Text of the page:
Had fill'd their hearts with mirth, high chear and wine; When to their sports they turn'd. Immediately Was Samfon as a public fervant brought, In their state-livery clad; before him pipes And timbrels, on each side went armed guards, Both horfe and foot before him and behind, Archers, and flingers, cataphracts and spears. At fight of him the people with a fhout Rifted the air, clamouring their god with praise, Who had made their dreadful enemy their thrall. He patient but undaunted where they led him, Came to the place, and what was fet before him Which without help of eye might be assay'd, To heave, pull, draw, and break, he still perform'd All with incredible ftupendious force; None daring to appear antagonist. At length for intermiffion-fake they led him Between the pillars; be his guide requested (For fo from fuch as nearer stood we heard) As over-tir'd, to let him lean a while With both his arms on those two maffy pillars, That to the arched roof gave main support. He unfufpicious led him; which when Samfon Felt in his arms, with head a while inclin'd, And eyes faft fixt he stood as one who pray'd,. Or fome great matter in his mind revolv'd

At last with head erect thus cry'd aloud,
Hitherto, lords, what your commands impos'd
I have perform'd, as reafon was, obeying,
Nor without wonder or delight beheld:
Now of my own accord fuch other tryal
I mean to fhew you of my strength, yet greater,
As with amaze shall strike all who behold.

This utter'd, straining all his nerves he bow'd,
As with the force of winds and waters pent,
When mountains tremble, those two massy pillars
With horrible confufion to and fro,

He tugg'd, he took, till down they came and drew
The whole roof after them, with burst of thunder
Upon the heads of all who fat beneath,

Lords, ladies, captains, counsellors, or priests,
Their choice nobility and flower, not only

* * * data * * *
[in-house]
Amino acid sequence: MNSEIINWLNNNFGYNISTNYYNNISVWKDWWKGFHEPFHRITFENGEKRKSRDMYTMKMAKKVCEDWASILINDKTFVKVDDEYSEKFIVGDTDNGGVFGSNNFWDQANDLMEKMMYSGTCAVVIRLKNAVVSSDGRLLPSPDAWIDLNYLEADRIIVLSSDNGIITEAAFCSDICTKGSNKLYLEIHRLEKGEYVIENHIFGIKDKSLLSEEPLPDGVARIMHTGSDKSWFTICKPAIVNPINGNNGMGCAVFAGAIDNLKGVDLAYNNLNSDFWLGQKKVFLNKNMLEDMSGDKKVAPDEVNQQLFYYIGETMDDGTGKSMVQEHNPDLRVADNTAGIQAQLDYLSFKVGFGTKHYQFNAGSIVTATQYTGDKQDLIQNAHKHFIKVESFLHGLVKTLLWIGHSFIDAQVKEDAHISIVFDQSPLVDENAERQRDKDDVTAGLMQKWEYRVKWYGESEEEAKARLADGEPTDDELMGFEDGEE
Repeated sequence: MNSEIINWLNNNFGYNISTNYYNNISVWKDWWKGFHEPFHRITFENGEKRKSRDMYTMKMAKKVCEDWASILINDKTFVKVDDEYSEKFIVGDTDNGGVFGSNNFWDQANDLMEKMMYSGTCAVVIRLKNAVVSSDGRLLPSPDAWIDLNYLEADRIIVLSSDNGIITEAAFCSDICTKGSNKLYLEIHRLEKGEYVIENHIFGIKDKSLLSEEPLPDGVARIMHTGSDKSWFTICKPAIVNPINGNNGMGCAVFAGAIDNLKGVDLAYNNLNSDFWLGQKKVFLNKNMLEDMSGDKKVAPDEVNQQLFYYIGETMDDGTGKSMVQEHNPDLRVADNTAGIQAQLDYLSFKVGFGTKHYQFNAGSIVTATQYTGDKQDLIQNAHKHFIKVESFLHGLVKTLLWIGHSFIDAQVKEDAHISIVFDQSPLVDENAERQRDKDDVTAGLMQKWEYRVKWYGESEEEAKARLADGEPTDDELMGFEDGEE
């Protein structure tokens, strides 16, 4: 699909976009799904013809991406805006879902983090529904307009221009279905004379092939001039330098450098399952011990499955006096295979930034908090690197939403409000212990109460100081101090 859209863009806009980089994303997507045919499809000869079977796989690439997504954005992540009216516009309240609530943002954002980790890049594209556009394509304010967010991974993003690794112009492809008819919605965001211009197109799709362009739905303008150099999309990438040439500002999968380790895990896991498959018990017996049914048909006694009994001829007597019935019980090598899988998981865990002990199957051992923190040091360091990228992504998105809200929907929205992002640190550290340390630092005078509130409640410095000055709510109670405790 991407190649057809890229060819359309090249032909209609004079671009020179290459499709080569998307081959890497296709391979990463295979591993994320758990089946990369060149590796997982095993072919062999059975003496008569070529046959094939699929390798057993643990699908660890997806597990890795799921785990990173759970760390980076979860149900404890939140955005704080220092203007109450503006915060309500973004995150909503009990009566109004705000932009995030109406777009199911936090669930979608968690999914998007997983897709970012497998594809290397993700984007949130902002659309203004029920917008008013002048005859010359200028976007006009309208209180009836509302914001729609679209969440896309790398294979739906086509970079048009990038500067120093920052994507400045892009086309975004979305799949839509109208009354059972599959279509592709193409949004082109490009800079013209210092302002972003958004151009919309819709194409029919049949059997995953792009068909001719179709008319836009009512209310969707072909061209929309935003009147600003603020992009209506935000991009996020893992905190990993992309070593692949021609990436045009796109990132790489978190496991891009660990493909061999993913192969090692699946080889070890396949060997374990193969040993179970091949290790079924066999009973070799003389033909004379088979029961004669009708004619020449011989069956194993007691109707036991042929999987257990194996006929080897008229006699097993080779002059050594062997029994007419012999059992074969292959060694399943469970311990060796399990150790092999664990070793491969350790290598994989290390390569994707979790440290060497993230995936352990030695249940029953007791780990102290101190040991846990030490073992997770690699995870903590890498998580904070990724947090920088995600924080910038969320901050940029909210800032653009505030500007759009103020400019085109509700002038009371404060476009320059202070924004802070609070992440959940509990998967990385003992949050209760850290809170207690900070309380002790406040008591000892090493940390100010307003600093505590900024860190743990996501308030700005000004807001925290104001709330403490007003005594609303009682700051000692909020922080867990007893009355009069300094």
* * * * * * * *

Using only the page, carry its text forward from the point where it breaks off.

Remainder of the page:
Of this but each Philistian city round
Met from all parts to folemnize this feast.
Samfon with these inmixt, inevitably
Pull'd down the fame destruction on himself;
The vulgar only 'fcap'd who stood without.
Chor. O dearly bought revenge, yet glorious!
Living or dying thou hast fulfill'd

The work for which thou waft foretold

To Ifrael, and now ly'st victorious
Among thy flain self-kill'd


Not willingly, but tangl'd in the fold,
Of dire neceffity, whofe law in death conjoin'd

Thee with thy flaughter'd foes in number more
Than all thy life had flain before.

Semichor. While their hearts were jocund and fublime, '




Drunk with idolatry, drunk with wine,
And fat regorg'd of bulls and goats,
Chaunting their idol, and preferring
Before our living dread who dwells
In Silo his bright sanctuary:
Among them he a spirit of phrenzy fent,
Who hurt their minds,

And urg'd them on with mad defire
To call in hafte for their destroyer.
They only fet on sport and play,
Unweetingly importun'd

Their own destruction to come speedy upon them.

So fond are mortal men,

Fall'n into wrath divine,

As their own ruin on themselves t' invite,
Infenfate left, or to sense reprobate,
And with blindness internal struck.

Semichor. But he though blind of fight,
Defpis'd and thought extinguish'd quite,
With inward eyes
His fiery virtue rous'd

From under afhes into fudden flame,

And as ev'ning dragon came,
Affailant on the perched roofts,
And nefts in order rang'd
Of tame villatick fowl; but as an eagle
His cloudless thunder bolted on their heads.

So virtue giv'n for lost,

Depreft, and overthrown, as feem'd,
Like that felf-begott❜n bird

In th' Arabian woods embost,